Referring to FIGS. 1, 2, and 3, the steering assembly 16 allows the handle 14, and therefore the canister 20 and the suction source 28 (i.e., the handle assembly 18), to rotate about a horizontal axis 46 with respect to the foot 12 between an upright or storage position (FIG. 1) and multiple operating or inclined positions (one inclined position illustrated in FIG. 2) during use of the surface cleaning device 10. In the embodiment illustrated in FIG. 2A, the axle 42 is coincident with the horizontal axis 46, and in other embodiments (some of which are described in greater detail below), the axis 46 is offset from the axle 42. In some embodiments, the surface cleaning device 10 includes a locking mechanism (not shown) that holds the handle assembly 18 in the upright position. For example, the locking mechanism can include a projection from one of the handle assembly 18 and the foot 12 that is lockingly received within a recess of the other of the handle assembly 18 and the foot 12 to maintain the handle assembly 18 and the foot 12 coupled together in the upright position. The locking mechanism also can include a release latch that will allow the projection to be released from the recess thereby allowing pivoting of the handle assembly 18 relative to the foot 12 to an inclined position.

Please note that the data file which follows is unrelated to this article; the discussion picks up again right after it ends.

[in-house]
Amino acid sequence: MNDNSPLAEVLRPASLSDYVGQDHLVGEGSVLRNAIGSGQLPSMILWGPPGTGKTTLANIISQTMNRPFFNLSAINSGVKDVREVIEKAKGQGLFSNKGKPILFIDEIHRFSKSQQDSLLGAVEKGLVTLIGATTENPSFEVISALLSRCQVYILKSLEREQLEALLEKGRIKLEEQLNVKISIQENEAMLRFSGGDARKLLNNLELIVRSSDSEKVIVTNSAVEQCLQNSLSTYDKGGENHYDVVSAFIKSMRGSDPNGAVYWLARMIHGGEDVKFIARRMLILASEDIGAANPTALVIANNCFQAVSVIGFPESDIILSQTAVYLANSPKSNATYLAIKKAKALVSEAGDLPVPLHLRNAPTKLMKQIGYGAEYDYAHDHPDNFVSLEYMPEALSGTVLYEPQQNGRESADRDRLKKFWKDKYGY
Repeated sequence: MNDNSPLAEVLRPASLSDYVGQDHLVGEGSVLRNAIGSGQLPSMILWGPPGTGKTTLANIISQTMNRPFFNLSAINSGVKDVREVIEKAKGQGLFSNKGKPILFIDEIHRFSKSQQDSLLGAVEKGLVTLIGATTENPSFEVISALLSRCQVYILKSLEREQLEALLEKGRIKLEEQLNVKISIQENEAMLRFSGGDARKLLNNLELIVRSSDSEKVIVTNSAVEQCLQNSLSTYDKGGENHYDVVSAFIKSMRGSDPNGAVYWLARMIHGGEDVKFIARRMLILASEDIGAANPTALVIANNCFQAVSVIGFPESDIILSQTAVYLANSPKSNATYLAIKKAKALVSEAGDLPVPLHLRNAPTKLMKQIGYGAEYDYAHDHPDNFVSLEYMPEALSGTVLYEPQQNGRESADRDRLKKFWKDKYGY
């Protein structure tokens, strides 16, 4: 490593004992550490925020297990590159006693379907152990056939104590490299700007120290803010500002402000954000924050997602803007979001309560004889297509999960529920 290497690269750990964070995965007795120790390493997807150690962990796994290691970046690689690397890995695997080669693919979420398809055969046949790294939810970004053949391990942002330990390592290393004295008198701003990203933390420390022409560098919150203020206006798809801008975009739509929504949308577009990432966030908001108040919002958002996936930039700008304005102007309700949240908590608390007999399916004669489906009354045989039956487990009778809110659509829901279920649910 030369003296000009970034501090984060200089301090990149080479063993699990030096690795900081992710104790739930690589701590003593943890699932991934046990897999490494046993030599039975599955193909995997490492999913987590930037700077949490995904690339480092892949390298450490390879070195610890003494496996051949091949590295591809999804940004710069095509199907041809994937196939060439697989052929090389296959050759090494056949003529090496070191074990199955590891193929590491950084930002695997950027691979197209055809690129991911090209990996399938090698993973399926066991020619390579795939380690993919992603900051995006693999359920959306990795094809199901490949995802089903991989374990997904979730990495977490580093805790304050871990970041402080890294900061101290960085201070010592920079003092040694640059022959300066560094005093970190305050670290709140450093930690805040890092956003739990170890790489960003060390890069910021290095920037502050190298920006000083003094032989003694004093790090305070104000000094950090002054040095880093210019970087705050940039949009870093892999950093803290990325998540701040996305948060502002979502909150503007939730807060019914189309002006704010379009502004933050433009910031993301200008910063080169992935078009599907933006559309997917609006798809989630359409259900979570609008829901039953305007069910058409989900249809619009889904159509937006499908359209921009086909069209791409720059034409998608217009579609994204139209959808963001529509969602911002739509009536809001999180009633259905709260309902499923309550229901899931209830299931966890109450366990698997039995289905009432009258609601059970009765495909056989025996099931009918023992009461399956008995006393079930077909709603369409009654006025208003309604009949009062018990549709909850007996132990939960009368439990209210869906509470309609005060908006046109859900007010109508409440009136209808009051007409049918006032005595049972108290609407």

Also, the steering assembly 16 allows the user to rotate the handle 14, and therefore the handle assembly 18, with respect to the foot 12 about an axis of rotation 48 to facilitate steering the foot 12 and the surface cleaning device 10 along the surface to be cleaned. In the illustrated embodiment, the axis 48 forms an acute angle A relative to a longitudinal axis 30 of the handle assembly 18. When the handle assembly 18 is in the vertical or upright position, the longitudinal axis 30 is vertical. When the handle assembly 18 is tilted about axis 46 away from the vertical or upright position, the same acute angle A is maintained between the axis of rotation 48 and the longitudinal axis 30. As shown in FIG. 6, the angle A is about 45 degrees. In other embodiments, the angle is between 40 and 50 degrees, between 30 and 60 degrees, or between 15 and 75 degrees.